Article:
footnotes...
These counterfeit blows are enough to cary the wisest that know not the true fight from the false, out of the right way.

And if their weapons were short as in times past they were, yet they could not thrust safe at body or face because in gardant fight they fall over, or under the perfect crosse of the sword & to strike beneath the waste or at the legges, is a great disadvantage, because the course of the blow to the legs is too far, & thereby the head, face & body is discovered: and that was the cause in old thimes that they did not thrust nor strike at the legs & not for lacke of skill, as in the dies we imagine. Again, if a man in those daies should have fought with a long sword, they would prsently have put im into Gobbes Trauers.

page 18
( A confutation of their errours)
The blow, by reason that it compasseth round like a wheele, whereby it hath a longer way to come, as the Italian Fenser saith, & that the thrust passin in a straight line, commeth a nearer way and therefore is sooner done then a blow, is not true: these be the proofes.
Let two lie in their perfect strengths and readinesse, wherein the blades of their Rapiers by the motion of the body, may not be crossed of either side, the one to strike, the other to thrust. Then measure the distance or course wherin the hand and hilt passeth to finish the blow of the one and the thrust of the other, and you shall find them both by measure, in distance all one. And leet anie man of judgement being seene in the exercise of weapons, not being more addicted unto movelties of fight, then unto truth it selfe, put in measure and practice these three fights, variable, open, and guardant, and he shall see, that shensoever anie man lyeth at the thrust upon the vieable fight, (where of necessitie most commonly he lyeth, or otherwise not possiblie to keepe his Rapier from crossing at the blow & thrust, upon the open or gardant fight,) that the blowes & thrustes from these two fighes, come a nearer way, and a more (page 19) stronger and swifter course then doth the thrust, out of the variable fight. And thus for a generall rule, wheresoever the Thruster lyeth, or out of what fight soever he fighteth, with his Rapier, or Rapier and Dagger, the blow in his course commeth as neare, and nearer, and more swift and stronger then doth the thrust.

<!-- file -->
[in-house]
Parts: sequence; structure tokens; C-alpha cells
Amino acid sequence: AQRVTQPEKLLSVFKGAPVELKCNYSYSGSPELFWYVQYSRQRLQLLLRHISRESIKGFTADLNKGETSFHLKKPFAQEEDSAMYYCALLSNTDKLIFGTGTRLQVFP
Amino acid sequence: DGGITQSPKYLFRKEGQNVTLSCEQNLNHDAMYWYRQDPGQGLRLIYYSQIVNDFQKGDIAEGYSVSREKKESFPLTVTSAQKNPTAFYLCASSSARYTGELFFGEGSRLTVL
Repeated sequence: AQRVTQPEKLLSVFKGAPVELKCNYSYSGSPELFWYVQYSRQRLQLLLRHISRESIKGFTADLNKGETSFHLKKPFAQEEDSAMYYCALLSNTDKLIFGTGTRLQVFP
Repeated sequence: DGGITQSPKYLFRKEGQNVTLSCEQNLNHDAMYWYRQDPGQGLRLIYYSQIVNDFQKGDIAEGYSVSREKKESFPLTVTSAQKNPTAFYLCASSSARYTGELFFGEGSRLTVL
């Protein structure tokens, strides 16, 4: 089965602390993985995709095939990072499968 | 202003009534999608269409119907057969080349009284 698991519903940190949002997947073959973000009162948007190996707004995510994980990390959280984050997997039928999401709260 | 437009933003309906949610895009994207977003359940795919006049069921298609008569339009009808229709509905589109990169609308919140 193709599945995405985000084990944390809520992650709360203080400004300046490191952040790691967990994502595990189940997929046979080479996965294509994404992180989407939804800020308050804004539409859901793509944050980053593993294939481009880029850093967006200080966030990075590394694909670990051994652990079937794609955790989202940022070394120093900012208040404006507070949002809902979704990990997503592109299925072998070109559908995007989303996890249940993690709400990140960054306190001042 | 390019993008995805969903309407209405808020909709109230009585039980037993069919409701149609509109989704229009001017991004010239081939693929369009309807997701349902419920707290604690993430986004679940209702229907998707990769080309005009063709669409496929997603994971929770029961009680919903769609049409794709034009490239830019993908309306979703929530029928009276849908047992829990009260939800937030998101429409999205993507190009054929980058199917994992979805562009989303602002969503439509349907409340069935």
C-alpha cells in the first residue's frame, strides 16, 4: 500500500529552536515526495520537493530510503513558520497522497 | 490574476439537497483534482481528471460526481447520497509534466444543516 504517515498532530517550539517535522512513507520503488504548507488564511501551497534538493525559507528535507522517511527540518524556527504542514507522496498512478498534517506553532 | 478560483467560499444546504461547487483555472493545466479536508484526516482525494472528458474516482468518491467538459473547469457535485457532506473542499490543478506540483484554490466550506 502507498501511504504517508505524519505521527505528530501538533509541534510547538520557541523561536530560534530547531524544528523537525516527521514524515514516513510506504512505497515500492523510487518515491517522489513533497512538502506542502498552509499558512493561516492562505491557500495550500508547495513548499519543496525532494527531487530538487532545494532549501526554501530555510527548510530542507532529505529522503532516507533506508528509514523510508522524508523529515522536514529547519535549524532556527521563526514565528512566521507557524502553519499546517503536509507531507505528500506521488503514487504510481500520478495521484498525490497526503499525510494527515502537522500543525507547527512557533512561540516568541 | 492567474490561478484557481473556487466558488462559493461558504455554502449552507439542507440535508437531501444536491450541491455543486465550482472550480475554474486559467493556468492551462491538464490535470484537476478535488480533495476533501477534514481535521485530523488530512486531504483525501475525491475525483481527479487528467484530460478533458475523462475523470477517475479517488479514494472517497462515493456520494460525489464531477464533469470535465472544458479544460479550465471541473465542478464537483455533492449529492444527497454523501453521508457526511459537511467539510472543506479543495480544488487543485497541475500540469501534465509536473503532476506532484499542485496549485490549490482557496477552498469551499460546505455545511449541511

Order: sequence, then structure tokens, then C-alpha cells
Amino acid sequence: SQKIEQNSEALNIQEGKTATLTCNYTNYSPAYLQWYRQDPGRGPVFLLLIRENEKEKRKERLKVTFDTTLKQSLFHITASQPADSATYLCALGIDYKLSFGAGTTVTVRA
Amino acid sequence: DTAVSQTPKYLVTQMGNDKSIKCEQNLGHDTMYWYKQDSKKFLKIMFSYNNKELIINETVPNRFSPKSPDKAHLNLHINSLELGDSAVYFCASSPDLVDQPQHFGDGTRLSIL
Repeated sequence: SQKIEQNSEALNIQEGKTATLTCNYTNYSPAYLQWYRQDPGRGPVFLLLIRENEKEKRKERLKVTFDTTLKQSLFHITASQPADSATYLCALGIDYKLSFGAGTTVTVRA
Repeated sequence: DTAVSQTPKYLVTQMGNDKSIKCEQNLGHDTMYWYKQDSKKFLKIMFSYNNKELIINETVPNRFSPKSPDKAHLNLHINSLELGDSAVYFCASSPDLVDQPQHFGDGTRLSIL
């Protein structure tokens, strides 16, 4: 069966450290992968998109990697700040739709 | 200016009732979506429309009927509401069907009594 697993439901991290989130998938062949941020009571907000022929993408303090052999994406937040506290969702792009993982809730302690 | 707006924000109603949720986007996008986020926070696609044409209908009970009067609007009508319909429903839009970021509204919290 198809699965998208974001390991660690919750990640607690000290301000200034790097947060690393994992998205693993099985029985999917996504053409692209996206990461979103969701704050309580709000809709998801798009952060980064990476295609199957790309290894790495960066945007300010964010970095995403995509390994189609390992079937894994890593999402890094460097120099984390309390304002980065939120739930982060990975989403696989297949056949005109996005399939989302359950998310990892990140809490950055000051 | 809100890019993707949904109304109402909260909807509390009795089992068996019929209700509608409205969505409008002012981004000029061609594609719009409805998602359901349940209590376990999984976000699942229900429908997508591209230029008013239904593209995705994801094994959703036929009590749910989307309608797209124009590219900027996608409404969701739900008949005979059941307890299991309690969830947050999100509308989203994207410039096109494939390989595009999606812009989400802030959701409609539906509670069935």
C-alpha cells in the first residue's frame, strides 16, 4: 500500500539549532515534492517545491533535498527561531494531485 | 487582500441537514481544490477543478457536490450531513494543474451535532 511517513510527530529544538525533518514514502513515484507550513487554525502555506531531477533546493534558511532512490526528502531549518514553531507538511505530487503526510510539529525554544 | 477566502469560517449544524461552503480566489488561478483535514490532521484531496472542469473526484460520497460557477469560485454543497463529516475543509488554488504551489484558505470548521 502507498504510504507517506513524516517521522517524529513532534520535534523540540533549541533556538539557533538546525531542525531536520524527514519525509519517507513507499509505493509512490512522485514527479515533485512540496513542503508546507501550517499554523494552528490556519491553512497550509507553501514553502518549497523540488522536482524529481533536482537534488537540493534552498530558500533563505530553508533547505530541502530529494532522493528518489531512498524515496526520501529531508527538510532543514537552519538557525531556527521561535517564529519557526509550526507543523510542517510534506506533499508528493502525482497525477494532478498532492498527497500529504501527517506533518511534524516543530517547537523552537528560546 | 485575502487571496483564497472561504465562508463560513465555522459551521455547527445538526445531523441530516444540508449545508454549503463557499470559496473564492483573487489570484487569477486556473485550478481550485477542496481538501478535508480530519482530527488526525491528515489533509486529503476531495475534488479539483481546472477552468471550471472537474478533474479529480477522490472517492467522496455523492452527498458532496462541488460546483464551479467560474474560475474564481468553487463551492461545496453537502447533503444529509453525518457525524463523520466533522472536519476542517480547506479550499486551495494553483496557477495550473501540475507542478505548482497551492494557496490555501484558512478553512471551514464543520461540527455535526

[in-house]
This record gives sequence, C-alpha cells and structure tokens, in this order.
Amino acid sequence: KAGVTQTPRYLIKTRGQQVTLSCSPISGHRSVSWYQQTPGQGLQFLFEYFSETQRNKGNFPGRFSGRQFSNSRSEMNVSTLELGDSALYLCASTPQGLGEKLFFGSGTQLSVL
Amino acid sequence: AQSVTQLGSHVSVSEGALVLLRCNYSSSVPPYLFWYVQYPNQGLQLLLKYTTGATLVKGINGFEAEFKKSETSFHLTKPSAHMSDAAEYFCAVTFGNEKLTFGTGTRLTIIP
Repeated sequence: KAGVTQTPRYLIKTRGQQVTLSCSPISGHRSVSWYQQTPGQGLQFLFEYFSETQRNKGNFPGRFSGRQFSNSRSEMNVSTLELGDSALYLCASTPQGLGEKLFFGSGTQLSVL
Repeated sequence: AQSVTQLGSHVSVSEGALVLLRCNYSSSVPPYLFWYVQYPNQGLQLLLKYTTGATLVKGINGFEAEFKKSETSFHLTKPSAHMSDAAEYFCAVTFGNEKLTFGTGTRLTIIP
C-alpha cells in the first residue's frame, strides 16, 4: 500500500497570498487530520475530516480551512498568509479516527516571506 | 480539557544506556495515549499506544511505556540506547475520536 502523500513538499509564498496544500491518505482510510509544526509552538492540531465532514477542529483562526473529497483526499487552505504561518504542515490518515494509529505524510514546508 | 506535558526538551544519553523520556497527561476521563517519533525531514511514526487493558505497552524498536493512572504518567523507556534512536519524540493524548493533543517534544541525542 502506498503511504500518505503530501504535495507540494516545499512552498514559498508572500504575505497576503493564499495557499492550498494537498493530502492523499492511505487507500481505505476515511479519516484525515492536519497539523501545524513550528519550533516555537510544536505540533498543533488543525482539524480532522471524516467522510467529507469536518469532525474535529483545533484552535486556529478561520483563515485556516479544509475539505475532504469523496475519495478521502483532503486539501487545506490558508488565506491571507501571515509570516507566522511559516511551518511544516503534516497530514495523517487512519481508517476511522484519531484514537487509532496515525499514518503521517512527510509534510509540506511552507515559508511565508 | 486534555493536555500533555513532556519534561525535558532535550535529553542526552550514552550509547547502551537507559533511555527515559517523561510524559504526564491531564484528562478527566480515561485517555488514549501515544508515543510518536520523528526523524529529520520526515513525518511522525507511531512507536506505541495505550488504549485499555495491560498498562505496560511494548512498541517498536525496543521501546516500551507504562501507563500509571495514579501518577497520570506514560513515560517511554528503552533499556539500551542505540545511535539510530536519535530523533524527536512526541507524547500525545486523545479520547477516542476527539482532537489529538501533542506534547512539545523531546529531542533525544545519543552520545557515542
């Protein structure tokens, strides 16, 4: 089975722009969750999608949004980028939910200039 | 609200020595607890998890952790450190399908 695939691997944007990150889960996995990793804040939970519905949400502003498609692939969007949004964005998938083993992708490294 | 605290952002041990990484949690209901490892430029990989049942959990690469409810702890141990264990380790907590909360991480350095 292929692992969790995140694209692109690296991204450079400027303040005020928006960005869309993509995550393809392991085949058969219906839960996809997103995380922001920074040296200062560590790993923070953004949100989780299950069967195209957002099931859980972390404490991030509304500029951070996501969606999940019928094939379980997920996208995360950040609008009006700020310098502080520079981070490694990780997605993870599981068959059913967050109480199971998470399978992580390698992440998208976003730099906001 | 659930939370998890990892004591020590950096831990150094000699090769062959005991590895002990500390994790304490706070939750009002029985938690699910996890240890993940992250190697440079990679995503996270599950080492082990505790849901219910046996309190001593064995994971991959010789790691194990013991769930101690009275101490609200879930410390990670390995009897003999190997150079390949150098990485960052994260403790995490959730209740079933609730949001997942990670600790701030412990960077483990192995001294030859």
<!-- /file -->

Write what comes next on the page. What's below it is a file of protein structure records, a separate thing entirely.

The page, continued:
Page 19
Perfect fight standeth upon both blow and thrust, therefore the thrust is not only to be used.
(margin note...This is truth cannot be denied)



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2 comments:

Nederlandse said...

Very interesting Bill.

STAG said...

This statement is sort of controvercial since his antique wording might be taken in another way. A cursory reading of this passage seems to indicate that he feels the Italians claim the rapier as superior since a thrust travels over a shorter distance than a slash. He feels that this is a bogus argument since the hand moves the same distance whether it is a thrust or a slash.

Reading it a couple of more times, especially with a day or two between readings, will help sort out the meanings...for instance, he doesn't put things in quotes, so he will quote another source, and on first blush it seems like he is actually saying the quoted passages.

He is particularly influential in that he gave us the word "fencing", which was based on his "defensive" form of sword fighting. He felt the Italians were more about offense, and attack, both with swords and with words, such interactions would always lead up to fatal duels.

He feels that as long as you only use your sword in "defence", you will not be judged by twelve, and if you use it properly, you will not be carried by six.